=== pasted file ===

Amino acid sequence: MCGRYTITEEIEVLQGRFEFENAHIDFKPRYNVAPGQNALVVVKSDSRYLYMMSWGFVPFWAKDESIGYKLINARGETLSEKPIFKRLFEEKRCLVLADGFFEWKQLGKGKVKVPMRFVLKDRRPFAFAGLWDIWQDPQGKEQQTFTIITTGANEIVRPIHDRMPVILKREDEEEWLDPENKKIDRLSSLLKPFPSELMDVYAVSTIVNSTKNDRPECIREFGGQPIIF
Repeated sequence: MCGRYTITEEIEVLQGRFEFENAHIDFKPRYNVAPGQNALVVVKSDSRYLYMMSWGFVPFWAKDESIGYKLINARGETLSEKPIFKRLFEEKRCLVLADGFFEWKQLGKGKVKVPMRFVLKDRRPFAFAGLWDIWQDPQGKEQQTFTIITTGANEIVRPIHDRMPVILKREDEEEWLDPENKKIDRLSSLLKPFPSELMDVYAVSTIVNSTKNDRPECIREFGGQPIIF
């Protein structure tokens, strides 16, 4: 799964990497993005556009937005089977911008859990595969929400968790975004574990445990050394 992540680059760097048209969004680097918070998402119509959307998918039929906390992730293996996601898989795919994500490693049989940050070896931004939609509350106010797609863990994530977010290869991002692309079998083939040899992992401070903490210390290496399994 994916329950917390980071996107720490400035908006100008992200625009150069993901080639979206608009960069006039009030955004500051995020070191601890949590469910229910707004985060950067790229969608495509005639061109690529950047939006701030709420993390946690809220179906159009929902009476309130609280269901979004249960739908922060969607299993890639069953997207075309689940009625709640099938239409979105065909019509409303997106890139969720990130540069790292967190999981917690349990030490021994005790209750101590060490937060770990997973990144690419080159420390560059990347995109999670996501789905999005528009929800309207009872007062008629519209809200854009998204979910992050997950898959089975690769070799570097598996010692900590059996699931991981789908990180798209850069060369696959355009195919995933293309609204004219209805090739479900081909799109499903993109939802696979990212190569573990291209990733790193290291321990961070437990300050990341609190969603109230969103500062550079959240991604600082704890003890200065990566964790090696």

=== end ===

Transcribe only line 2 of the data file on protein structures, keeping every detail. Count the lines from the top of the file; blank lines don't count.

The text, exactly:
Repeated sequence: MCGRYTITEEIEVLQGRFEFENAHIDFKPRYNVAPGQNALVVVKSDSRYLYMMSWGFVPFWAKDESIGYKLINARGETLSEKPIFKRLFEEKRCLVLADGFFEWKQLGKGKVKVPMRFVLKDRRPFAFAGLWDIWQDPQGKEQQTFTIITTGANEIVRPIHDRMPVILKREDEEEWLDPENKKIDRLSSLLKPFPSELMDVYAVSTIVNSTKNDRPECIREFGGQPIIF